Apricots are in season! One of my favorite stone fruits both for eating fresh and preserving through the winter.
Traditional Apricot Jam
Apricot jam made the traditional way has so many uses.
- Chop fresh apricots into chunks.
- Add sugar and lemon juice to taste. You need enough sugar to create the jammy consistency, so err on the sweet side.
- Simmer until they’re a chunky jam consistency (don’t overcook or you’ll lose the fresh apricot essence).
- Put the cooked apricot mixture in mason jars, leaving 1/4″ headroom, put on the lids and rings
- Submerge in boiling water for 10 minutes.
The resulting preserves are more runny than preserves made with added pectin. If you like a firmer jam, you can look for a recipe using pectin. I like the less firm version myself. It’s great for adding to ice cream, shortcakes, and other desserts in addition to spreading on warm toast.
Freezing Apricots for Pies and Tarts
I like having individual pie/tart size bags of apricot slices frozen (about a quart) for making desserts during the winter. Just toss the slices (1/4″-1/2″ thick at the wide end) with a little sugar and a little lemon juice, put them in labeled quart ziplock freezer bags, and freeze flat. When you’re ready to make that nice galette, thaw a bag and off you go.
The remaining apricots went into strudel.
For this recipe I used frozen filo dough, which in my opinion is just as good as home made and no comparison easier. Thaw the filo dough (one package — usually there are two packages in one box) overnight in the fridge first. Sliced almonds are a nice addition if you have some around.
- Preheat oven to 400F.
- Cut the apricots into slices (about 1/2″ at the wide end is about right) and place them in a bowl. Toss with sugar and lemon juice to taste. I like mine on the almost savory side rather than dessert sweet.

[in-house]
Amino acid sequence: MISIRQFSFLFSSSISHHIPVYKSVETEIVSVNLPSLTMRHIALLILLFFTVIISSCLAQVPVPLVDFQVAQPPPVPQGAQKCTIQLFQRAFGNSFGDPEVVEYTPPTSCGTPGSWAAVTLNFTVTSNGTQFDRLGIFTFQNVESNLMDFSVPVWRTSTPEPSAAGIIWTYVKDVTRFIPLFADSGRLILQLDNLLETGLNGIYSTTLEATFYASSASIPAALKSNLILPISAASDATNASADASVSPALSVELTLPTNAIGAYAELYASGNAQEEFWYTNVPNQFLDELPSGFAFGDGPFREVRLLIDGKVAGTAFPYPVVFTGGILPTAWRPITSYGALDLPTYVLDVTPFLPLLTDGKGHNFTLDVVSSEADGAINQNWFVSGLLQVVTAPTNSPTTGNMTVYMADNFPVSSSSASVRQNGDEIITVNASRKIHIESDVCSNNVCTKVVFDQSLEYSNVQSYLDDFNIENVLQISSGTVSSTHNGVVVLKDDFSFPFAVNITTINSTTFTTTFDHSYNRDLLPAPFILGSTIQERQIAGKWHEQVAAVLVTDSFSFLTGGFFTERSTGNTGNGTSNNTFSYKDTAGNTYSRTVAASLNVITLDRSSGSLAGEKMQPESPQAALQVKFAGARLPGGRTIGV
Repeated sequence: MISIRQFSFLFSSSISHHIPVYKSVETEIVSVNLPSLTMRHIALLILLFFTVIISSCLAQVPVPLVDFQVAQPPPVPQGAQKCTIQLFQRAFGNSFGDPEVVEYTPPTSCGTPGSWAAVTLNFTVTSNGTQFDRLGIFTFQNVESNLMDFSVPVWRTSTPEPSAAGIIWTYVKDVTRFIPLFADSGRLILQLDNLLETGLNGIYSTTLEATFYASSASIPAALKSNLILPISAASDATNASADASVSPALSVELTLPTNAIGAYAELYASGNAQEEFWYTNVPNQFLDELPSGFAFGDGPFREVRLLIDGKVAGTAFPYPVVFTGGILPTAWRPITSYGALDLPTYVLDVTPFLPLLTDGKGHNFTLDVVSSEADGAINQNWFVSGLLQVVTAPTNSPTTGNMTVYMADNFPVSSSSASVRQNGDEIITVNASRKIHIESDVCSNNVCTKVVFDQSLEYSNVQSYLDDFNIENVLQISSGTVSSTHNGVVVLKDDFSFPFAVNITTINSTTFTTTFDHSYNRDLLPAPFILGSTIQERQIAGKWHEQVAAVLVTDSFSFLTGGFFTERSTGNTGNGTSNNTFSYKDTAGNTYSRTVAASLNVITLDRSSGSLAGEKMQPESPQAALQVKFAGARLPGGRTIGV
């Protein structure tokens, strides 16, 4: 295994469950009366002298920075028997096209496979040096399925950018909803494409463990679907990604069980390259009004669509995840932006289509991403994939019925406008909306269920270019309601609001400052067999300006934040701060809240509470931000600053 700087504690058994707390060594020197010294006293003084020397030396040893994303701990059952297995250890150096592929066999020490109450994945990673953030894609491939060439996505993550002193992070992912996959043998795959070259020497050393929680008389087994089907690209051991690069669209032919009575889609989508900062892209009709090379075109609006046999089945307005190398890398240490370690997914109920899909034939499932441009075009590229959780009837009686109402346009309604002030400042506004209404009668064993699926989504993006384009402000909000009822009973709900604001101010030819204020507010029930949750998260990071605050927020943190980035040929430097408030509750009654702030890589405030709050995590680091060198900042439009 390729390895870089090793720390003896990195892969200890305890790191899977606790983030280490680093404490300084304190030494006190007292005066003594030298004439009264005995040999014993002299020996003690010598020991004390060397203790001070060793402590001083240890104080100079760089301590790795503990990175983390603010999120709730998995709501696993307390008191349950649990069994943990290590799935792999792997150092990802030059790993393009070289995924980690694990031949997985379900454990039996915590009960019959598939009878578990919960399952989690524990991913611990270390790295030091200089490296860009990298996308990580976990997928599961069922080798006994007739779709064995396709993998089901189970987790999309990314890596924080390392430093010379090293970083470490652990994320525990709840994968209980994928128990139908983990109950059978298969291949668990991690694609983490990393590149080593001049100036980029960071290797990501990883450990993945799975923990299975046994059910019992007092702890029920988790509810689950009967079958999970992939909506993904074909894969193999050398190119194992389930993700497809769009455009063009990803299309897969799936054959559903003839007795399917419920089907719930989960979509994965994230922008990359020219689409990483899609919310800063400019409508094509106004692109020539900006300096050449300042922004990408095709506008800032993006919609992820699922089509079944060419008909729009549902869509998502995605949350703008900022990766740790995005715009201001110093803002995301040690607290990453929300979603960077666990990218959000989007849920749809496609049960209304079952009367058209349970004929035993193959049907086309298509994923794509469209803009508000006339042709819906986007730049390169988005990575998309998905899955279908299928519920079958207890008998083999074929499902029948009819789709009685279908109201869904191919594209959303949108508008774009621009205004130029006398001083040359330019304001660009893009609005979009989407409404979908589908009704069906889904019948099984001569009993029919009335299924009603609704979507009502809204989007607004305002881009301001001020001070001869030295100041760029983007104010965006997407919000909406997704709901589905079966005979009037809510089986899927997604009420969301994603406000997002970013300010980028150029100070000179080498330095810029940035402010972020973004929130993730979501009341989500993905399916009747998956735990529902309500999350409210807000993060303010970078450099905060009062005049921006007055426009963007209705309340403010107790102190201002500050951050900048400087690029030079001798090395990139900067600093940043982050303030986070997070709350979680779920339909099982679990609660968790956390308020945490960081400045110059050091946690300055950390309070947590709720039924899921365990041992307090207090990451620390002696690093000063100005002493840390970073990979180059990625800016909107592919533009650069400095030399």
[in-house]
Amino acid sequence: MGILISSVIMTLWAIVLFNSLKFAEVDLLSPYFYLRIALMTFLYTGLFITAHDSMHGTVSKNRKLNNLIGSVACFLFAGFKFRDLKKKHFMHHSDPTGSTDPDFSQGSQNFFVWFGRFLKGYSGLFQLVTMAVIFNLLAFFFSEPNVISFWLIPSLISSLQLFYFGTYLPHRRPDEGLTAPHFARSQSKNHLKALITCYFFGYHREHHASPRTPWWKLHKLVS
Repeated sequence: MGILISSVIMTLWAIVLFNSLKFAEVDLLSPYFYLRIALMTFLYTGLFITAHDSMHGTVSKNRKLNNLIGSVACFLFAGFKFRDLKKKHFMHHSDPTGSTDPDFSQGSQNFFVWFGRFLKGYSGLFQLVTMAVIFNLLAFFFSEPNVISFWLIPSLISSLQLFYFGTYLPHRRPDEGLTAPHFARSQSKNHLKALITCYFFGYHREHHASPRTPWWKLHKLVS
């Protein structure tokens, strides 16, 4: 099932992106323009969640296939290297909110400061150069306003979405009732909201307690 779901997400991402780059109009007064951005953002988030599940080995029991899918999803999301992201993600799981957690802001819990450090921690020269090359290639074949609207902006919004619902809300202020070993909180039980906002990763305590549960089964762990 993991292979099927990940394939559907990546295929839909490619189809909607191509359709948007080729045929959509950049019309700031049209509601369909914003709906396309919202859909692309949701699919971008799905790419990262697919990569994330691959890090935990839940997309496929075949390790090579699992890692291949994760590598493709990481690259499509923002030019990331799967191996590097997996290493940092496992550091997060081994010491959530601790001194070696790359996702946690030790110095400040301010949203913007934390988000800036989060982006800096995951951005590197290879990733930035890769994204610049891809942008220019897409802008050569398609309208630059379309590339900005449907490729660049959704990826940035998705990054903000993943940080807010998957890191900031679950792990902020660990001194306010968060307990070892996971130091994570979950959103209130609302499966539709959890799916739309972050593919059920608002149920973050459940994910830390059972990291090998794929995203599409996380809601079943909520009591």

- Prepare a slightly damp kitchen towel — flour sack type works better than terry, but either will do to keep the dough from drying out as you assemble the strudel.
- Unroll the filo, and cover with the slightly damp towel. Not too wet or the layers of dough will start to stick together.
- Melt a stick of butter in a bowl.
- Lay out 1 sheet of filo, brush with melted butter to cover.
- Lay 2 sheets of filo in the opposite direction (to form a plus sign) and brush with melted butter to cover.
- Repeat with 2 sheets alternating direction and brushed with butter until the sheets are all used.
- Optional: In between the last couple layers you can layer sliced almonds on top of the butter and sprinkle with sugar.
- Spread the apricot mixture in the central square of filo. Fold each of the flaps toward the center. Roll the whole thing into a long loaf shape.
- Top with sliced almonds if you’re using them, and brush the whole loaf with melted butter.
Place in the 400F oven for 30 minutes or until golden brown, and you’re done. You can experiment with adding less sugar and fresh sage for a more savory side dish option, too!